Today most of our electric power is produced by Nuclear Power Plants. Nuclear reactors must be constantly cooled in order to maintain a level of safety. There are two types of pumps used for cooling the reactor, the centrifical pump, and the circulating pump. The cooling water pump is a critical part in a nuclear plant and must be rebuilt continuously to avoid a reactor melt down. Here are some simple instructions that, if followed, will make your rebuild job safe, reliable and quick. First, lock out the electrical breaker that supplies power to the pump.

This will prevent someone from accidentally starting the pump while you are working on it, thus eliminating a dangerous accident. Second, close the suction line and the discharge line to the pump, then open the drain. Opening the drain will relieve any internal pressure in the pump. Third, dismantle the pump housing. Most pumps that are built in the United States have casings that are bolted together with 9/16 bolts. Using a ratchet will save you time.

Fourth, remove the rubber seals from the suction and discharge side of the pump housing and replace. Fifth, inspect the bearings for wear or signs of overheating. Over heating normally causes the bearing to turn bluish in color; if this is observed the bearing should be replaced. Sixth, remove the gasket from the pump housing.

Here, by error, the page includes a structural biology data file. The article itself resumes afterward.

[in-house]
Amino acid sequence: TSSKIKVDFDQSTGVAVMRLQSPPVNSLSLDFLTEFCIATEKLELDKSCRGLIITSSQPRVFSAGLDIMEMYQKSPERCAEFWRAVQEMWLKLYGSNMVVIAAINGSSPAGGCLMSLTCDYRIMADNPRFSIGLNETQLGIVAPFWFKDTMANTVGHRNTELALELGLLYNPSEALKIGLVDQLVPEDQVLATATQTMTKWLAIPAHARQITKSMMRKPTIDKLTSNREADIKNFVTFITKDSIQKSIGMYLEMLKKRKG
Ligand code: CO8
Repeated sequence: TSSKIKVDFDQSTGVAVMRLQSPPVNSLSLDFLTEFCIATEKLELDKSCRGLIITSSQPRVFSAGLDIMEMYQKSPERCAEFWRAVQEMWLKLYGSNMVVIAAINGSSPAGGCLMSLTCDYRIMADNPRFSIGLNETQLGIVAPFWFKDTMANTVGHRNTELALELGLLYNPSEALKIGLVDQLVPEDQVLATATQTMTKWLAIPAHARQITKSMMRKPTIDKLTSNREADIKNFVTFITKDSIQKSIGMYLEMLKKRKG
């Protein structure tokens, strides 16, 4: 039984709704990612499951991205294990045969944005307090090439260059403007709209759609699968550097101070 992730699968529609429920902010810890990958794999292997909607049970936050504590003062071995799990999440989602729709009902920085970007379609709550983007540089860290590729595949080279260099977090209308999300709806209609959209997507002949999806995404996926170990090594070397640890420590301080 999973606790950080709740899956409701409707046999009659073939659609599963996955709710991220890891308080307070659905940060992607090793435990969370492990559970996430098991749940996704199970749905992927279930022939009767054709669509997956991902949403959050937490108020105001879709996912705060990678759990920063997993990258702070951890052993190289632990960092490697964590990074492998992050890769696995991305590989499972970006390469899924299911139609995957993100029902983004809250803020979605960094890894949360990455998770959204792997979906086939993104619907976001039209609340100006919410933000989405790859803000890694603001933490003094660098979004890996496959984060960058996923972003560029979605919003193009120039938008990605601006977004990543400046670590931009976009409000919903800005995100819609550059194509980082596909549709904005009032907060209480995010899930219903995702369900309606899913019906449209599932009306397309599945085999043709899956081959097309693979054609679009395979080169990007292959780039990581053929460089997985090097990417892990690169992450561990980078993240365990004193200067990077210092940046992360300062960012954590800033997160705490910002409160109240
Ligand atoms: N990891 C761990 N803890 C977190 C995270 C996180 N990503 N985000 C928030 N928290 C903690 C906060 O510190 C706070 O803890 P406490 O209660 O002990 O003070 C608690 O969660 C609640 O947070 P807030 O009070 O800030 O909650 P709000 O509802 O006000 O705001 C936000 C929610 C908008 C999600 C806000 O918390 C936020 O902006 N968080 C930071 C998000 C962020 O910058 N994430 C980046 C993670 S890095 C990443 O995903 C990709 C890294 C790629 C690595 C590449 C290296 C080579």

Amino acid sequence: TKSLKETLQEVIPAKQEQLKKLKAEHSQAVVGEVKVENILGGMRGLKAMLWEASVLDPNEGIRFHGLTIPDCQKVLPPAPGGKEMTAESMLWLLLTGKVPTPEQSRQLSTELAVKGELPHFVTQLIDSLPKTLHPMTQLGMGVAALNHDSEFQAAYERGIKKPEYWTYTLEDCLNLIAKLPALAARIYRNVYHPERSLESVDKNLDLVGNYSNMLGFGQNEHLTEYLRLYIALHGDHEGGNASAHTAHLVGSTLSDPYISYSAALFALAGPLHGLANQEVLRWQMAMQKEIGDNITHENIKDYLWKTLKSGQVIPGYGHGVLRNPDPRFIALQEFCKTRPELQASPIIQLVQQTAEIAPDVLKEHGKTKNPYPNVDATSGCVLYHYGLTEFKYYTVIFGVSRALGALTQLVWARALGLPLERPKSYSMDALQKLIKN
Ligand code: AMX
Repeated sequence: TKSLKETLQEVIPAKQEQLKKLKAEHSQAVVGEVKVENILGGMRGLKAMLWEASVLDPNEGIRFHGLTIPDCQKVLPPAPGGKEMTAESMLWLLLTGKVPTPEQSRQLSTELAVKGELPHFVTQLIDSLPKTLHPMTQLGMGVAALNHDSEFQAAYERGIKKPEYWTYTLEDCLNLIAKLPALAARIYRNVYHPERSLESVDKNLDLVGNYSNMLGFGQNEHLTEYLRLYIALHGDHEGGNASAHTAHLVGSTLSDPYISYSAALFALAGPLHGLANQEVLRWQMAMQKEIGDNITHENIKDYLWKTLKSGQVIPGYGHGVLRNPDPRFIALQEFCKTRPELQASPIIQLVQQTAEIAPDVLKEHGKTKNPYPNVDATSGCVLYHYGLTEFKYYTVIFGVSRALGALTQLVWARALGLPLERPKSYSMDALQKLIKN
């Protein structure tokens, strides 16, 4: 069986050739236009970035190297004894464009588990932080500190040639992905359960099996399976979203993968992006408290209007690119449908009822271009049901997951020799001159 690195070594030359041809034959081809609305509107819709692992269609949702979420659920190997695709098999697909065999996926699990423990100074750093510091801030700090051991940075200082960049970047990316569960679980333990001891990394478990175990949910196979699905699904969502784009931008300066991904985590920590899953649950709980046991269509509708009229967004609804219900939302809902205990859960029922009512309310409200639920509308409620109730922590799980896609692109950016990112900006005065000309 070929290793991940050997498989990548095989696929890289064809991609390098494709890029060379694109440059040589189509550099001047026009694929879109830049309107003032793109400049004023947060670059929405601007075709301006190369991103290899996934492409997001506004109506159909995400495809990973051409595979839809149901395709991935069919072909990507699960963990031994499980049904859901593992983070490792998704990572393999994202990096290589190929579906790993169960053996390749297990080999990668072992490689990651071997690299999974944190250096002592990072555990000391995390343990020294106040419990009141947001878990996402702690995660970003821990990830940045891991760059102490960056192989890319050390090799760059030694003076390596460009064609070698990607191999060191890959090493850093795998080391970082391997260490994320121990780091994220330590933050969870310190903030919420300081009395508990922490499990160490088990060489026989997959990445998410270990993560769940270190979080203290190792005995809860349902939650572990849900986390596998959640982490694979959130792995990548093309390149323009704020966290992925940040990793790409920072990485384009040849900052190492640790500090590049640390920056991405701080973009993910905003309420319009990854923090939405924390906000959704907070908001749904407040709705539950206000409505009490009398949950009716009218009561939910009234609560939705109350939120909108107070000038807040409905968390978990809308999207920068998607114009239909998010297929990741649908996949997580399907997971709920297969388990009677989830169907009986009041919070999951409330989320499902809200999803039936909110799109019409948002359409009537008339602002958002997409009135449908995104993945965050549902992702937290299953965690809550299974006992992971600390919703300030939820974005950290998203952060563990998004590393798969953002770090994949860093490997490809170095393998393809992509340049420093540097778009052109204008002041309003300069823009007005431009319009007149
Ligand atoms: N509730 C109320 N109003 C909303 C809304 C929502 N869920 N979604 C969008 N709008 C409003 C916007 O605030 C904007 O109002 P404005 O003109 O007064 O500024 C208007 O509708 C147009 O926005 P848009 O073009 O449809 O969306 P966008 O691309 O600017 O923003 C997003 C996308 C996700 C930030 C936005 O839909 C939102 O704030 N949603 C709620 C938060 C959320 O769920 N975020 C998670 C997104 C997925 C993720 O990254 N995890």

Since the pumps are exposed to high heat a scrapper may be needed to remove it completely. Caution should be used so that the housing is not gouged. Sand the housing and install new gasket. Seventh, bolt the housing back together. Since most cooling water pumps are low pressure, torquing is not required. Eighth, Open suction and discharge valves.

Leave the drain line open until you see a steady stream of wate coming out, then close the drain. This will keep the seals from burning up do to the pump not being primed. Ninth, unlock the breaker and test run the pump. Be sure that the suction and discharge pressures are correct. If the pump develops the right pressures, it is functioning properly.

Tenth, return the pump to service and secure the next pump to be rebuilt. If these steps are followed closely, it should allow you to rebuild your pump quickly, safely, and efficiently, thus lengthening the time between rebuilds.